Oliver Morel (Ex-Edward Barnsley) Arts & Crafts Cotswold School Walnut Chest 1971

SKU0020096

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Features

A large Arts and Crafts Cotswolds School Walnut Chest by Oliver Morel [Ex-Edward Barnsley] made in 1971. A beautifully designed and exceptionally well made chest, by this former Edward Barnsley craftsman, item using top quality materials and providing plentiful and very stylish storage space, featuring:
  • Four cushioned panels on the front and top and two on each end
  • Subtly curved ends
  • Chamfered edges
  • Hinged lid with internal lip
  • Removable panelled oak back

Size

Approximate dimensions:
  • height 77 cm (2 feet 6 and a quarter inches)
  • width 131 cm (4 feet 3 and a half inches)
  • depth 59 cm (1 foot 11 and a quarter inches)
If you need a very exact dimension, or one we haven't included, feel free to contact us and we will measure it for you

Date

1971

Identification

Instantly recognisable as Morel's style and Oliver Morel engraved plate on the inside

Condition

Excellent condition. A few very minor dints. 5 unobtrusive screw holes in the inside of the base. If you wish to have further specific photographs or talk to us for a more detailed condition report then please do not hesitate to contact us

About Oliver Morel

Oliver Morel (Ex Edward Barnsley) (1916 to 1996): A maker of fine furniture in the Cotswold School Arts and Crafts tradition who trained and worked with Edward Barnsley at his famous workshop at Froxfield (from 1934 to 1941), before founding his own workshop in 1946 making exceptional quality furniture

About Walnut

Walnut: Walnut is truly special timber with a delicious range of brown and grey creamy colours. The amount of feature depends on where the tree was grown, the best being English with its decorative grain, deep colouring, lustre and durability. It is highly prized for high class furniture, although its high cost and scarcity mean that solid walnut is only found in the very best items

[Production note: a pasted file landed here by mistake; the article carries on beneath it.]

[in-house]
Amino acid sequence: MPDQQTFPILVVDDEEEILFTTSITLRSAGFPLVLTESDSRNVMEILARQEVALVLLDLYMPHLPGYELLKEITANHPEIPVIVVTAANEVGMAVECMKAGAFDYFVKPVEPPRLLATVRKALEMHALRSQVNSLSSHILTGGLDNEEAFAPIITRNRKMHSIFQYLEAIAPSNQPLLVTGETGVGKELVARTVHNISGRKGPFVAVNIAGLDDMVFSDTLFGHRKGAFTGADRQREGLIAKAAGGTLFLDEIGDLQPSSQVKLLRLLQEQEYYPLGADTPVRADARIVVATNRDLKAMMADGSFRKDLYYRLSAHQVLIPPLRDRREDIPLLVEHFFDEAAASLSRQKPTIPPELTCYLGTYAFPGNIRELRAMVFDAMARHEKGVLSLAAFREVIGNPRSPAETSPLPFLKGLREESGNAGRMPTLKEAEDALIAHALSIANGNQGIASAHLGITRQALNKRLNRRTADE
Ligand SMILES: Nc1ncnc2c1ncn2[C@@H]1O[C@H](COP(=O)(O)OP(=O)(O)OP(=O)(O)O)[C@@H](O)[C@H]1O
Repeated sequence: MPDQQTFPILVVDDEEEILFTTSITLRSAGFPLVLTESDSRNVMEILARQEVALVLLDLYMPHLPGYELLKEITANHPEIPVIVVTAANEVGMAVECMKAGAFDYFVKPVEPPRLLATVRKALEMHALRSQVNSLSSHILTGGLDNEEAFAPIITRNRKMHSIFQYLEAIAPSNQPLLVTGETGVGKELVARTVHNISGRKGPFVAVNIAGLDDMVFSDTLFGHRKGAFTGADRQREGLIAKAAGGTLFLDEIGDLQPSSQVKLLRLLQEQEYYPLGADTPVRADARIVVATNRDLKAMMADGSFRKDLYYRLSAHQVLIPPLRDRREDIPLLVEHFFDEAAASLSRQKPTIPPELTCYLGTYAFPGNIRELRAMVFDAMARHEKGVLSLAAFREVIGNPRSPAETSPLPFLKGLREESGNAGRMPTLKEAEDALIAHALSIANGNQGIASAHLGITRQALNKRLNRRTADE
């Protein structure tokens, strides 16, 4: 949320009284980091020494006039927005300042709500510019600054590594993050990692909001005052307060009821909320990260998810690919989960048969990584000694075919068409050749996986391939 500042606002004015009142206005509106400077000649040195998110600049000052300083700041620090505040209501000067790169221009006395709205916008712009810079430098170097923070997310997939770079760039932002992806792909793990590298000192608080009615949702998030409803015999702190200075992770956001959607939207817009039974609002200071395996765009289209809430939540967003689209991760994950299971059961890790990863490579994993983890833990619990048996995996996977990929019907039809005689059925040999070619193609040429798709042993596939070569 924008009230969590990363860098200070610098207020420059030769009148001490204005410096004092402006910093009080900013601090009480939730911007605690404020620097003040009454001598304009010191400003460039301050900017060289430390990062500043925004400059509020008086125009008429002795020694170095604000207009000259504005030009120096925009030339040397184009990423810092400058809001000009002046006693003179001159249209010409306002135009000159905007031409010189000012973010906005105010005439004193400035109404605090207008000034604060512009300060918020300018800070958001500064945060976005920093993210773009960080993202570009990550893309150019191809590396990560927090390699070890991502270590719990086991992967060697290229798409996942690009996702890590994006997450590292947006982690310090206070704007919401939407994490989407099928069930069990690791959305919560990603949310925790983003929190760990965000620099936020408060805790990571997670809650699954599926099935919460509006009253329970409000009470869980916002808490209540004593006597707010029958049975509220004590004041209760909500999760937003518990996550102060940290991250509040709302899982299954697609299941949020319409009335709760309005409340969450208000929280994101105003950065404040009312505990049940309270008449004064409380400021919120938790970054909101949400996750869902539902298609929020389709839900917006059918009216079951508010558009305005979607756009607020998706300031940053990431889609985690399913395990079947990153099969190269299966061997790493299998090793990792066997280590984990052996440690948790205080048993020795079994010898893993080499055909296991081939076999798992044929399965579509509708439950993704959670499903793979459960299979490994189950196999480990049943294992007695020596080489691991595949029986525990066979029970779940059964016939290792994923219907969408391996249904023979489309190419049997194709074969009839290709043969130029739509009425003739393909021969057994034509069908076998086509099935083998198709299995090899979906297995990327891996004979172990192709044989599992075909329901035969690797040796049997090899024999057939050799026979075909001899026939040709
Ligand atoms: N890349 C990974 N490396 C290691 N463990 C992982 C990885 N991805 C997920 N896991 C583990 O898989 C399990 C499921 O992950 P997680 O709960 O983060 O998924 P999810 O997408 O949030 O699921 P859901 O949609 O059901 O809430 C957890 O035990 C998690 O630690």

About Arts & Crafts Cotswold School Furniture

The Cotswold School was a development of the Arts and Craft Movement started largely by Ernest Gimson and the brothers Sidney and Ernest Barnsley. The furniture is instantly recognisable with its simple lines, attention to the finest of details, and use of beautiful materials. Cotswold School designs were crafted from local materials using traditional tools and techniques and with decorative details derived largely from utilitarian elements: exposed joinery, unusual panels, interesting pulls and latches crafted either from wood or from metal using traditional smithing techniques, and close attention to form as well as to wood grain and pattern. Where decorative details were added they generally took the form of traditional embellishment such as exposed joints, chamfered edges and chip carved edge details.The style was embraced and developed by other designers and craftsmen including Gordon Russell, Stanley Webb Davies in Cumbria, Sid Barnsley's son Edward, Arthur Romney Green in Hampshire, Robin Nance in St Ives and Ambrose Heal are a handful of such men out of many. The best developed their own style within the established tradition

Questions

Please feel free to contact us if you have any questions or wish to discuss items further


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